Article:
Arizona Natural History Association
View from Bell Rock, Sedona
View from the Mogollon Rim
Monsoon Rains in Camp Verde
Lockett Meadow and Humphreys Peak
Since 1988, Arizona Natural History Association’s (ANHA) partnership with the U.S. Forest Service, Department of Agriculture Southwestern Region promotes education, interpretation, research, activities, conservation and stewardship. As a non-profit organization a percentage of profits goes back to our National Forest partners to assist with these activities. ANHA’s vision is to be a premier educational resource and a bold innovator for the appreciation of Arizona’s public lands.
Gift Shops: ANHA operates gift shops on the Coconino, Tonto and Apache-Sitgreaves National Forests selling educational books and related items as well as local handcrafted food, jewelry and art. (Link to shop)
Professional Guided Hiking Tours & Classes: ANHA professional guided hiking tours and classes are varied in topic, operate under permit by the Coconino National Forest and are led by a Certified Interpretive Guide, alongside local experts in areas such as night photography and art. See our calendar of events for latest offerings and look for Guided tour or class.
Assisting the Red Rock Ranger District in Sedona: The Red Rock Ranger District in Sedona on the Coconino National Forest is our largest base of operation. Sedona receives over 3 million visitors each year and is surrounded by 1.8 million acres of National Forest to explore, camp, hike, bike, swim or take a jeep tour. ANHA assists with education and public awareness of the Coconino National Forest in Sedona through porch talks and events, campground programs, trailhead talks, roving “ranger” hikes educating and helping people along the trails. (link on “calendar”) See our “calendar” for upcoming events.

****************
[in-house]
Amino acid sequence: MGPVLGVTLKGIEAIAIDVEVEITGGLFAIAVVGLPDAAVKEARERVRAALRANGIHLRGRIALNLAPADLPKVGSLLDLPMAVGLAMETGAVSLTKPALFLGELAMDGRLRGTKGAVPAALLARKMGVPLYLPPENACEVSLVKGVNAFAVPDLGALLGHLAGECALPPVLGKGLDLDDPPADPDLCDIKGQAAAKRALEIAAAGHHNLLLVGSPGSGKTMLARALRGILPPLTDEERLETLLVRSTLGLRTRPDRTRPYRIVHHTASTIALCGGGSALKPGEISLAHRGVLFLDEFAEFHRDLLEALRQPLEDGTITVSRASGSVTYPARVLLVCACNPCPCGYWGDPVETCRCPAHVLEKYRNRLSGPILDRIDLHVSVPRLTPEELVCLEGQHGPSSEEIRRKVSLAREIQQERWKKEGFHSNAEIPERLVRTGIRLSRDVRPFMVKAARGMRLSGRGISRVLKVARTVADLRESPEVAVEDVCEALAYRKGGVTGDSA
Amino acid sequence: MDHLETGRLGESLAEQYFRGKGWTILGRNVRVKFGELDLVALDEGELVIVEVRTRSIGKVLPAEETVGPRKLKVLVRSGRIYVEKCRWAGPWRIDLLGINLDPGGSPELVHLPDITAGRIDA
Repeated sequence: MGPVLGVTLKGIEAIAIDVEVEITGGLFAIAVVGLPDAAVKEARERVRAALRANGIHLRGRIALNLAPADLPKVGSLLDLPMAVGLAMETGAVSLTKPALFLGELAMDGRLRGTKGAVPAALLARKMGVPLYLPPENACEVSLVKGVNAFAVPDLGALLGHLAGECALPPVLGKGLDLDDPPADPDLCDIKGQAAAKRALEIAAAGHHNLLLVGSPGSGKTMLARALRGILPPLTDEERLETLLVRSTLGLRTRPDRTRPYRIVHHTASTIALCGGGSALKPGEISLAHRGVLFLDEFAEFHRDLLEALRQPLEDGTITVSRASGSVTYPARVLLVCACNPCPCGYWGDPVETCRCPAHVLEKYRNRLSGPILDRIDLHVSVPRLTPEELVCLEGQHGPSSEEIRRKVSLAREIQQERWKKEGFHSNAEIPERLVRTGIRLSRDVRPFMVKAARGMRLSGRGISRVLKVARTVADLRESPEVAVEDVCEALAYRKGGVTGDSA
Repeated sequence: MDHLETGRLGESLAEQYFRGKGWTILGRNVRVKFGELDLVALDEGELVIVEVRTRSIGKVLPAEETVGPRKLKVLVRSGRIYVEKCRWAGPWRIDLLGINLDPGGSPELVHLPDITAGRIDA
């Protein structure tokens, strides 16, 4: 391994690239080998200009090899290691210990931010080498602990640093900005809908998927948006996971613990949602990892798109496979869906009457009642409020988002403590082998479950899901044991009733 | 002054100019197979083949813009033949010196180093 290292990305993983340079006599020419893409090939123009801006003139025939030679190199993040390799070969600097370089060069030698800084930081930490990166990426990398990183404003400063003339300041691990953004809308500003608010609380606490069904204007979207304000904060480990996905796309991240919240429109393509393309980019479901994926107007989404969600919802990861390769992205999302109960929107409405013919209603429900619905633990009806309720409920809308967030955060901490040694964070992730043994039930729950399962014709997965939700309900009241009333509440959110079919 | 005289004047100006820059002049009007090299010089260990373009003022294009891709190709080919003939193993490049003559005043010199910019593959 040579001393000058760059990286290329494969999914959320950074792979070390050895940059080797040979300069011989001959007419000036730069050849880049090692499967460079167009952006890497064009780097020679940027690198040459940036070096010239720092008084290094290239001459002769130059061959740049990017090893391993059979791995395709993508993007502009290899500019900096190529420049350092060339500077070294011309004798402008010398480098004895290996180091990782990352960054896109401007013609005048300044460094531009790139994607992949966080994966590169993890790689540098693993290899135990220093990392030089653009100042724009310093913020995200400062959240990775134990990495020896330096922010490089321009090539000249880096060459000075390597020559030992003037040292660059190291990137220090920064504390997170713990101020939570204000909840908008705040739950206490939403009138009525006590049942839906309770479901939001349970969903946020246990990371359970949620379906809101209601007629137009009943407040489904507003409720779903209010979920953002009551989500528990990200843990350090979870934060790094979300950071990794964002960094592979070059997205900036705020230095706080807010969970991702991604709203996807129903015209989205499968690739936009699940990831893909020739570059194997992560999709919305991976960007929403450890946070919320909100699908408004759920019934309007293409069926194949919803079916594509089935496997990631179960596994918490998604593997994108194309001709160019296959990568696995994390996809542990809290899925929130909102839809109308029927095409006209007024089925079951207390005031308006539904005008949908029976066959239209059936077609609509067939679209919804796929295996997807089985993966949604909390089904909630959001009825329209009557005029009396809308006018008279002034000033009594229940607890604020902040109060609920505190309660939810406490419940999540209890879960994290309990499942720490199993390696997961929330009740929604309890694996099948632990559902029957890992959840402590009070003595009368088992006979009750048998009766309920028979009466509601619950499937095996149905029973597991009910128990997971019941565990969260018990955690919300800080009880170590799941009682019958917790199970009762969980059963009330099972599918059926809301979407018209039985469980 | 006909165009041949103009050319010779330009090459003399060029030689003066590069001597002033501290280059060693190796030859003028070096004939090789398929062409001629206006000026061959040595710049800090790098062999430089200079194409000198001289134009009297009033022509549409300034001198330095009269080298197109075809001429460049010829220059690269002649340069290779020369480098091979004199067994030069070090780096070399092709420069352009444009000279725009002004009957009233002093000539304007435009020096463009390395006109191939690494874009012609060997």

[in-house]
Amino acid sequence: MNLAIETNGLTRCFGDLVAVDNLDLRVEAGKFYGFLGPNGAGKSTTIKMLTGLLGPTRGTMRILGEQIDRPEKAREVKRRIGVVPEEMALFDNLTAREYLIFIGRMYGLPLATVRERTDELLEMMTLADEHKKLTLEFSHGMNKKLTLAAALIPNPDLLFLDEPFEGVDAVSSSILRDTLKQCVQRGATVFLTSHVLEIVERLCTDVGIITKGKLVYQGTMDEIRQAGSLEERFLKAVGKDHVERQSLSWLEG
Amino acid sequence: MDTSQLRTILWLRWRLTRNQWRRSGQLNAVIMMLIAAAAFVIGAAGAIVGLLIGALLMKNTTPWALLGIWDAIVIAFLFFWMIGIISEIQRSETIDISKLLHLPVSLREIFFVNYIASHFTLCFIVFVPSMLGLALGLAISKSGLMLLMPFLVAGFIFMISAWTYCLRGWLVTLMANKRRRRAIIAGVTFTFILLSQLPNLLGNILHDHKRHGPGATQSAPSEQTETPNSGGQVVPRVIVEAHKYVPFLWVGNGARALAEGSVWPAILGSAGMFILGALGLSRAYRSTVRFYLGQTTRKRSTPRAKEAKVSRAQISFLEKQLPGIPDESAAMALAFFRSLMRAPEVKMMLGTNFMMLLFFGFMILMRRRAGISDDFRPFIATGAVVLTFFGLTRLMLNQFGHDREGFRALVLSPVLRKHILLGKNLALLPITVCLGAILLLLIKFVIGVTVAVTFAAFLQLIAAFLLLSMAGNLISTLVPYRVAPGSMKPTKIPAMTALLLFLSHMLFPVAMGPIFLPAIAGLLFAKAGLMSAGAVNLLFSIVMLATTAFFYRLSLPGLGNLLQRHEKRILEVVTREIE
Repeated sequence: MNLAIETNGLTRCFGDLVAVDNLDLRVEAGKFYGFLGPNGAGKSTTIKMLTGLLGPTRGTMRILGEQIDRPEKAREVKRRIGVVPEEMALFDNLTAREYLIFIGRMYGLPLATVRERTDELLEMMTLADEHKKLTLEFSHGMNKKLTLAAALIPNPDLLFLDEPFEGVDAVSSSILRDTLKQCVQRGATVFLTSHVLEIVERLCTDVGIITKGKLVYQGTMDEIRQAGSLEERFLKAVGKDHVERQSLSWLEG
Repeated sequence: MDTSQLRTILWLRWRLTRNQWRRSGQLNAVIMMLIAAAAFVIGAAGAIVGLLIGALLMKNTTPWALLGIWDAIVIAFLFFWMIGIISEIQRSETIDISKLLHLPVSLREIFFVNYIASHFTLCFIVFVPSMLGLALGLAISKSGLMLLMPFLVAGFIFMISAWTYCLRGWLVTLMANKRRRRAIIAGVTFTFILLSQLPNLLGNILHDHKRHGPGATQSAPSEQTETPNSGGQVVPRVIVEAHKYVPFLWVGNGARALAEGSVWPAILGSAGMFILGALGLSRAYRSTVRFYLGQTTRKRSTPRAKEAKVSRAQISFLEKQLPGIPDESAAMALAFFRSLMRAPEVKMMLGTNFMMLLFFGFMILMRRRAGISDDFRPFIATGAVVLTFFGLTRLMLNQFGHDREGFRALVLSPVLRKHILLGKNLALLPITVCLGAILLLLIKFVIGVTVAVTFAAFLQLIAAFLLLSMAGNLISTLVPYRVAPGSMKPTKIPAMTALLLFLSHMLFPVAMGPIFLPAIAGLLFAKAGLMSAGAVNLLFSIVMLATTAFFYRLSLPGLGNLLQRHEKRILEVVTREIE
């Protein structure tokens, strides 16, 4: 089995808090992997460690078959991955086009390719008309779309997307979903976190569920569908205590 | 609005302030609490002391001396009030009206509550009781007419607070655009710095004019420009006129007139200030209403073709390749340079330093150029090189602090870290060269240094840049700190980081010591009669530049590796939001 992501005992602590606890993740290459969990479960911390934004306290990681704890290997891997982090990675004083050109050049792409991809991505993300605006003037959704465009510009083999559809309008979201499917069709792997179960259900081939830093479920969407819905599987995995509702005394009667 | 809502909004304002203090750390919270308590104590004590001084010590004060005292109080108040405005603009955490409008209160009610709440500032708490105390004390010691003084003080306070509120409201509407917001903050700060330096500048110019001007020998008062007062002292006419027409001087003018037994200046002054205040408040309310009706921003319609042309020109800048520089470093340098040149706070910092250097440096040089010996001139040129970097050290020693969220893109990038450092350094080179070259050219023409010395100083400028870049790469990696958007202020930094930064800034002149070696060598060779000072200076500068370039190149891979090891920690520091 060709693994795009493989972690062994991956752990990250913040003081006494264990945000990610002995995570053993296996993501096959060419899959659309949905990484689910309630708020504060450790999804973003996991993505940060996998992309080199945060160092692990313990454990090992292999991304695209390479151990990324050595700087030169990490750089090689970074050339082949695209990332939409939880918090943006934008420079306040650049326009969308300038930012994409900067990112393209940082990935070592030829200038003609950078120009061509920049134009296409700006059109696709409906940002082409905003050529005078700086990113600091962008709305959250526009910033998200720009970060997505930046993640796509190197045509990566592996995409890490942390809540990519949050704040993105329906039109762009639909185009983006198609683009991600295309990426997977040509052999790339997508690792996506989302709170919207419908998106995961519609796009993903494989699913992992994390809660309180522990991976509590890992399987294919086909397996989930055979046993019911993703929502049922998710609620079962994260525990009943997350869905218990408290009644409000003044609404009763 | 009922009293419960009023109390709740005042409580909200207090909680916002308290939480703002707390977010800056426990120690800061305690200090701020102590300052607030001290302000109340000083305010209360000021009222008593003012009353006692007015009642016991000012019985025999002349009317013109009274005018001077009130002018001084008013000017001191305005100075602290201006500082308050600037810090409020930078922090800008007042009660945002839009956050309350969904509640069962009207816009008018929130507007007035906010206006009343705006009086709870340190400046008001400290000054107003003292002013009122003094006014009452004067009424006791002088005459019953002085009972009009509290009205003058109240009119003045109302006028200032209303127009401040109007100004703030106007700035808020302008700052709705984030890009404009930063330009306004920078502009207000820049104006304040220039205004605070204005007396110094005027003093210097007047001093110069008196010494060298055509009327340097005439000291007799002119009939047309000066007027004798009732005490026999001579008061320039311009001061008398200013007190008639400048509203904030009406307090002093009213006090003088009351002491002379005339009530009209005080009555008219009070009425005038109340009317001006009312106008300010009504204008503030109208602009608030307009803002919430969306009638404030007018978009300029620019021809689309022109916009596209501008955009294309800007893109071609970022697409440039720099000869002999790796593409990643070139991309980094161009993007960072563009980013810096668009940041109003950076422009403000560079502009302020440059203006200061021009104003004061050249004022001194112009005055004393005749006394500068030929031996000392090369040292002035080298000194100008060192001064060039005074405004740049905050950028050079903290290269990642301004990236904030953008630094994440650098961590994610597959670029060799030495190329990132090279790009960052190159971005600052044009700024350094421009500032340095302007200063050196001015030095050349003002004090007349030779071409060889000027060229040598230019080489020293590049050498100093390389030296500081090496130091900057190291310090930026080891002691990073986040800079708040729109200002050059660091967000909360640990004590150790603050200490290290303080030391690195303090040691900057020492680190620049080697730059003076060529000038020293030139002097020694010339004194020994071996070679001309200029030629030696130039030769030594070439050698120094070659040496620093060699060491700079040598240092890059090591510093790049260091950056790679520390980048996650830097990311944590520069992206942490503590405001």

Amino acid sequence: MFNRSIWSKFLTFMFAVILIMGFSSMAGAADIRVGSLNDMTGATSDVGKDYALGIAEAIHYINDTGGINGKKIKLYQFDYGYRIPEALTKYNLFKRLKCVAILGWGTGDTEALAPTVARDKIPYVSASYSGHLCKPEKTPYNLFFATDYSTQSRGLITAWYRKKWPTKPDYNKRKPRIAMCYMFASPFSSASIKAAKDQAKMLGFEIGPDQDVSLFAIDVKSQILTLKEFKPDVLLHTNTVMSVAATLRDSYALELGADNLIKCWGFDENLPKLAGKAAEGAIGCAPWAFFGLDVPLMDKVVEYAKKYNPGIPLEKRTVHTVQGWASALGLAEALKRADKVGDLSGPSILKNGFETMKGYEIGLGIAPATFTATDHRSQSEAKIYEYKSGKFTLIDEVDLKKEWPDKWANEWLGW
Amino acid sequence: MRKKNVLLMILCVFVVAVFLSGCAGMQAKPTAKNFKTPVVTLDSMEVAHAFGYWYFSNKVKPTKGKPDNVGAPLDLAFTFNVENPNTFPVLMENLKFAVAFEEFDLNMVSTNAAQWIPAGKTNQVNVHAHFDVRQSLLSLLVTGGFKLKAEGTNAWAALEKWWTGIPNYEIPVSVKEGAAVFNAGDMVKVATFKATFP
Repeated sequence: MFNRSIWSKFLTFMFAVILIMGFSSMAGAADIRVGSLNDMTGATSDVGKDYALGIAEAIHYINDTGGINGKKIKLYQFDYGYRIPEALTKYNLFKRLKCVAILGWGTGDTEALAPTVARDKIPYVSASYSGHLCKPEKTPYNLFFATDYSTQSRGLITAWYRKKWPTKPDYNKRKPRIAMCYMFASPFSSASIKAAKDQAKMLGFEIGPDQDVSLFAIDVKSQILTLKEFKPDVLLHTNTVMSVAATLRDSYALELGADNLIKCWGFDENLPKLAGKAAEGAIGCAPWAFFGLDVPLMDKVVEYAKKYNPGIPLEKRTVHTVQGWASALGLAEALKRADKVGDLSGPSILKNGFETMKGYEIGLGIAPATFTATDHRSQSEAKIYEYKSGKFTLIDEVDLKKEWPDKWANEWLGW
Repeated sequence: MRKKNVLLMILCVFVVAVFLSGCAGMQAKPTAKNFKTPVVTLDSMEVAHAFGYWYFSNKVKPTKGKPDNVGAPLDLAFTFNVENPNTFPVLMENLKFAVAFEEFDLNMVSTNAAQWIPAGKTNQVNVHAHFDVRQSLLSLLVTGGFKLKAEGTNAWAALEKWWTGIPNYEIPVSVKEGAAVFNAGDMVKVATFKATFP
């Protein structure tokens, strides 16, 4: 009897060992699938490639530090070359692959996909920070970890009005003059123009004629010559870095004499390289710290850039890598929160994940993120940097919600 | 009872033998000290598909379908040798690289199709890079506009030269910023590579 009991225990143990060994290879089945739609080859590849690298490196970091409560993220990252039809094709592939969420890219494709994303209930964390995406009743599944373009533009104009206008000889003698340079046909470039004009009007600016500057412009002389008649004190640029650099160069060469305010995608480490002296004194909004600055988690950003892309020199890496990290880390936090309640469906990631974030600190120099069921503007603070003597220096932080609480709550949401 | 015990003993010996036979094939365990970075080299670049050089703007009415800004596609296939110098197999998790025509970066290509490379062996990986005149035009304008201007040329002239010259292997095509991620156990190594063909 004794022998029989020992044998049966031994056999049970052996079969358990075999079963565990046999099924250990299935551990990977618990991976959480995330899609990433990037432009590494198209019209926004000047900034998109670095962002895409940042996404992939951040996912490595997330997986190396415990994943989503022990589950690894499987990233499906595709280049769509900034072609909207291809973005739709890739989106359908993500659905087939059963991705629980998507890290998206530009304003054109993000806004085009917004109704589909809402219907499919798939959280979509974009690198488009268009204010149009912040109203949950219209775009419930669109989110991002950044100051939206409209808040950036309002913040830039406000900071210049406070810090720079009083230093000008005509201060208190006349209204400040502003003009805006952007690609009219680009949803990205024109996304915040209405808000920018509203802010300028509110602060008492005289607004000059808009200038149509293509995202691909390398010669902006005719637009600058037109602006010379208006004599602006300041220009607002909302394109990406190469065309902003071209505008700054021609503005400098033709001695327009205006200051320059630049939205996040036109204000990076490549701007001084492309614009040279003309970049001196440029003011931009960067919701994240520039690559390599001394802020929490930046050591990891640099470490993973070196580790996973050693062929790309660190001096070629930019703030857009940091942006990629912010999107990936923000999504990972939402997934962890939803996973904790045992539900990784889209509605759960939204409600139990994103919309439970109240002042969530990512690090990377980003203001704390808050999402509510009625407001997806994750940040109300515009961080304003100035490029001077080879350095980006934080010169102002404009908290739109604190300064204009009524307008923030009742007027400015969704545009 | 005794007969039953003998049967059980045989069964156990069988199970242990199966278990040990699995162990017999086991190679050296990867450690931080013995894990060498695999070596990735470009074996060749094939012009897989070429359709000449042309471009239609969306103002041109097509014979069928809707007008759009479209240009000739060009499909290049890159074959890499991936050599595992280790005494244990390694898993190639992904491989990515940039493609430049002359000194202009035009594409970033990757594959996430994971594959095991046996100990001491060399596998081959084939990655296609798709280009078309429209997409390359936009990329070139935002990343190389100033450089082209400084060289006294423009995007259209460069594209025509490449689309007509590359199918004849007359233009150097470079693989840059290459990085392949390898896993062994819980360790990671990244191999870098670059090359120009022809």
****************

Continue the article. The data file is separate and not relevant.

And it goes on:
Elden Pueblo Archeological Site in Flagstaff: Elden Pueblo is a 60-80 room pueblo of the prehistoric Sinagua culture and Hopi ancestral site. The site is open to the public. The Elden Pueblo Project provides archaeological programs with hands on mapping, excavation, laboratory and analytical experiences for participants all with professional supervision. The programs allows the participant hands on experience of the past and appreciation archeological concept and values.
Our goal is to assist our partners in promoting public awareness of the sensitive balance needed to preserve the land and its history while maintaining commercial and recreational use by current and future generations.
- Public educational events
- Wildfire Prevention through purchase and assisting with distribution of Smokey Bear educational items
- School field trips to learn about the National Forests
- Guided educational hikes
- Junior Ranger programs
- local artists and authors whose work reflects an appreciation of Arizona and its public lands
- Preservation of archaeological sites
- A greater understanding and appreciation of Arizona National Forests’ cultural and natural resources
- Conservation and sustainable use of Arizona’s public lands